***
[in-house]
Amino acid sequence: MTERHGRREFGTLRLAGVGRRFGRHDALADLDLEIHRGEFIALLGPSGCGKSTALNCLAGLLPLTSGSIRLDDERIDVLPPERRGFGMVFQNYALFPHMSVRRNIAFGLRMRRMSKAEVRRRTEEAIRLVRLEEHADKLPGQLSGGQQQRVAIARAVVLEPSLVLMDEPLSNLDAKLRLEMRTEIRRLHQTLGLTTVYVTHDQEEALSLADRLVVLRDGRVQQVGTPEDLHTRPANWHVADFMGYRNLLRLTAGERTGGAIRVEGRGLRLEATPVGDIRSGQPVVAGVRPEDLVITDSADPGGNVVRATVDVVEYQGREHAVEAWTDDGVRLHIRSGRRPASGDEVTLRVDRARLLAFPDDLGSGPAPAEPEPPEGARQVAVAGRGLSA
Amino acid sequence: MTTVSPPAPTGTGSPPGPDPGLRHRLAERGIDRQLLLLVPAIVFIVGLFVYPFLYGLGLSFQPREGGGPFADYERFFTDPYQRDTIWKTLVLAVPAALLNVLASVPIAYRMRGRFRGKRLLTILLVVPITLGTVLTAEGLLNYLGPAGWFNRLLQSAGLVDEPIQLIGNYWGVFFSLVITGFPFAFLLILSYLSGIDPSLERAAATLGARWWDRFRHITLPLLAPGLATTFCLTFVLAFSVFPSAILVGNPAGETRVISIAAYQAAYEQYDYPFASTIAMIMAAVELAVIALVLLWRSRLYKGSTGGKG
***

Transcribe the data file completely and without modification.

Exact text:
[in-house]
Amino acid sequence: MTERHGRREFGTLRLAGVGRRFGRHDALADLDLEIHRGEFIALLGPSGCGKSTALNCLAGLLPLTSGSIRLDDERIDVLPPERRGFGMVFQNYALFPHMSVRRNIAFGLRMRRMSKAEVRRRTEEAIRLVRLEEHADKLPGQLSGGQQQRVAIARAVVLEPSLVLMDEPLSNLDAKLRLEMRTEIRRLHQTLGLTTVYVTHDQEEALSLADRLVVLRDGRVQQVGTPEDLHTRPANWHVADFMGYRNLLRLTAGERTGGAIRVEGRGLRLEATPVGDIRSGQPVVAGVRPEDLVITDSADPGGNVVRATVDVVEYQGREHAVEAWTDDGVRLHIRSGRRPASGDEVTLRVDRARLLAFPDDLGSGPAPAEPEPPEGARQVAVAGRGLSA
Amino acid sequence: MTTVSPPAPTGTGSPPGPDPGLRHRLAERGIDRQLLLLVPAIVFIVGLFVYPFLYGLGLSFQPREGGGPFADYERFFTDPYQRDTIWKTLVLAVPAALLNVLASVPIAYRMRGRFRGKRLLTILLVVPITLGTVLTAEGLLNYLGPAGWFNRLLQSAGLVDEPIQLIGNYWGVFFSLVITGFPFAFLLILSYLSGIDPSLERAAATLGARWWDRFRHITLPLLAPGLATTFCLTFVLAFSVFPSAILVGNPAGETRVISIAAYQAAYEQYDYPFASTIAMIMAAVELAVIALVLLWRSRLYKGSTGGKG